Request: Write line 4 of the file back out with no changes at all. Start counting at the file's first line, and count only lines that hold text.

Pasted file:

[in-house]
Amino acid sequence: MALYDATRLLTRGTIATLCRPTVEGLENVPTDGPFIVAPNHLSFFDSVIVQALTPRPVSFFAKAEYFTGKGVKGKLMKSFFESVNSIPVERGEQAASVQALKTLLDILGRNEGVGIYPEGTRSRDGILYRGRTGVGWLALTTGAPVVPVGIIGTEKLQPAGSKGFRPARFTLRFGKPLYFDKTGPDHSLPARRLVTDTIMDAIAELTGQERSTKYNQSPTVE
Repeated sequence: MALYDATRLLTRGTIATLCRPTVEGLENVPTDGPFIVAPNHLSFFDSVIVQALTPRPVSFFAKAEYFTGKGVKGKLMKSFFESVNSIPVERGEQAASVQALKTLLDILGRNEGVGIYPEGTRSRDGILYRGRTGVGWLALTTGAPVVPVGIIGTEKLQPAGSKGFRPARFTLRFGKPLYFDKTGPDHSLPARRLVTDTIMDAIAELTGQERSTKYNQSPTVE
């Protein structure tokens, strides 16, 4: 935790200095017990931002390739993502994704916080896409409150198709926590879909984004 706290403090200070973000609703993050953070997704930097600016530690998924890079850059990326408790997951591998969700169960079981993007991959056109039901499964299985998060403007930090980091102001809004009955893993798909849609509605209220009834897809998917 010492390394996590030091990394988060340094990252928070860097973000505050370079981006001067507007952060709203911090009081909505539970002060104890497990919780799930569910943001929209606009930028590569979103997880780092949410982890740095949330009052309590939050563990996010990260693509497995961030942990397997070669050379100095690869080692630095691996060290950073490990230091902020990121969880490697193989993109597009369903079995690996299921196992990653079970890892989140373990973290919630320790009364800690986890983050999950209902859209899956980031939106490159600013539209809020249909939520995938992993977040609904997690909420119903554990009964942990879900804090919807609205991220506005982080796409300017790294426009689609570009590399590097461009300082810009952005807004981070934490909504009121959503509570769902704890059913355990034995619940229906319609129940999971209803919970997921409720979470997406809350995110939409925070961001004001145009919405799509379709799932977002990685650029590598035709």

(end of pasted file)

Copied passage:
């Protein structure tokens, strides 16, 4: 935790200095017990931002390739993502994704916080896409409150198709926590879909984004 706290403090200070973000609703993050953070997704930097600016530690998924890079850059990326408790997951591998969700169960079981993007991959056109039901499964299985998060403007930090980091102001809004009955893993798909849609509605209220009834897809998917 010492390394996590030091990394988060340094990252928070860097973000505050370079981006001067507007952060709203911090009081909505539970002060104890497990919780799930569910943001929209606009930028590569979103997880780092949410982890740095949330009052309590939050563990996010990260693509497995961030942990397997070669050379100095690869080692630095691996060290950073490990230091902020990121969880490697193989993109597009369903079995690996299921196992990653079970890892989140373990973290919630320790009364800690986890983050999950209902859209899956980031939106490159600013539209809020249909939520995938992993977040609904997690909420119903554990009964942990879900804090919807609205991220506005982080796409300017790294426009689609570009590399590097461009300082810009952005807004981070934490909504009121959503509570769902704890059913355990034995619940229906319609129940999971209803919970997921409720979470997406809350995110939409925070961001004001145009919405799509379709799932977002990685650029590598035709």